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Thu 21.02.2008 | 19.00 h
Fri 22.02.2008 | 19.00 h
80 min
"MAYBE FOREVER" is a densely atmospheric piece, accompanied live by Niko Hafkenscheid on electric guitar. While he sings of love, longing and close encounters, the two dancer-choreographers Meg Stuart and Philipp Gehmacher encounter one another for real on stage. Both artists are known for analysing and criticising the alienation of the body, which finds a collective form here for the first time. Close enough to touch yet infinitely distant, they try to come together in an embrace. But comfort and pain go hand in hand, as is illustrated here in vivid images and scenes. A sense of the finite nature of existence lurks at the end of every attempt to connect, yet also provides the impetus for a new start.
American choreographer Meg Stuart studied dance in New York and founded her group Damaged Goods in Belgium in 1994. In 2002 - 03 the company also began a working partnership with the Berlin theatre Volksbühne am Rosa Luxemburg Platz. Austrian choreographer Philipp Gehmacher is a graduate of the London Contemporary Dance School and the Laban Centre London. He began choreographing his own work with his company Mumbling Fish in the 90s.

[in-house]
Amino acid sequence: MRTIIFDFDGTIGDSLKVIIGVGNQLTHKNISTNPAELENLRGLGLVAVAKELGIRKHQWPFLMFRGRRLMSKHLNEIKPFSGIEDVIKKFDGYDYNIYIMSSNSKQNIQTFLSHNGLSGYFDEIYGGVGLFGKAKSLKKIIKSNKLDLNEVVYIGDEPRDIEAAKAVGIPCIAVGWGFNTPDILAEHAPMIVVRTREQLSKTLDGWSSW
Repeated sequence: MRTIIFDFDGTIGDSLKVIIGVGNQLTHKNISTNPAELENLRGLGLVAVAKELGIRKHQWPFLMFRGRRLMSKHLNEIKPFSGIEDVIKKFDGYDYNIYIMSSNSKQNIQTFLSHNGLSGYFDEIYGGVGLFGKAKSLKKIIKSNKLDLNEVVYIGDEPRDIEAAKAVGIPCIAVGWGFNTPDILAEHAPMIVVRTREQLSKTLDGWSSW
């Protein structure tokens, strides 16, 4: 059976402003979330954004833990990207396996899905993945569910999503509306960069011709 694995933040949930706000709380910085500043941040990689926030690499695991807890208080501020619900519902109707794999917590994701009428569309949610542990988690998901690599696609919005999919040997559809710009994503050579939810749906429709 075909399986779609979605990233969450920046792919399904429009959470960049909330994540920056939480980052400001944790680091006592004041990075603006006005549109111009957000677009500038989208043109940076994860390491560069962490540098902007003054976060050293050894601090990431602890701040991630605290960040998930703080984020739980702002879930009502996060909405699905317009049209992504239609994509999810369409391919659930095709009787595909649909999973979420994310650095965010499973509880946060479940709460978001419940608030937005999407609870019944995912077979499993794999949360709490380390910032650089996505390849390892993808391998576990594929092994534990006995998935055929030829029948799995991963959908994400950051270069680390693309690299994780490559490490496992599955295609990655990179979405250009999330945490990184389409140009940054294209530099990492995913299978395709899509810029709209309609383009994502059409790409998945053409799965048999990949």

Further information:
Choreography + dance | Meg Stuart & Philipp Gehmacher. Live music | Niko Hafkenscheid. Dramaturgy | Myriam Van Imschoot. Lighting | Jan Maertens. Stage + costume design | Janina Audick. Music + sound | Vincent Malstaf. Choreographer’ s assistant | Sigal Zouk. Production management | Tanja Thomsen. Stage + costume designer’s assistant | Inga Timm. Thanks to | Davis Freeman, Angela Glechner, Christoph Gurk, Michael Höppner, ImPulsTanz (Wien), TanzWerkstatt Berlin. Production | Damaged Goods & Mumbling Fish. Co-production | Kaaitheater (Brüssel), Wexner Center for the Arts (Columbus, Ohio), Théâtre de la Ville (Paris), Volksbühne am Rosa-Luxemburg-Platz (Berlin)
Meg Stuart & Damaged Goods are supported by the Government of
Flanders and the Flemish Community Commission | Philipp Gehmacher & Mumbling Fish are supported by the Department of Culture of the City of Vienna
hPhoto Chris Van der Burght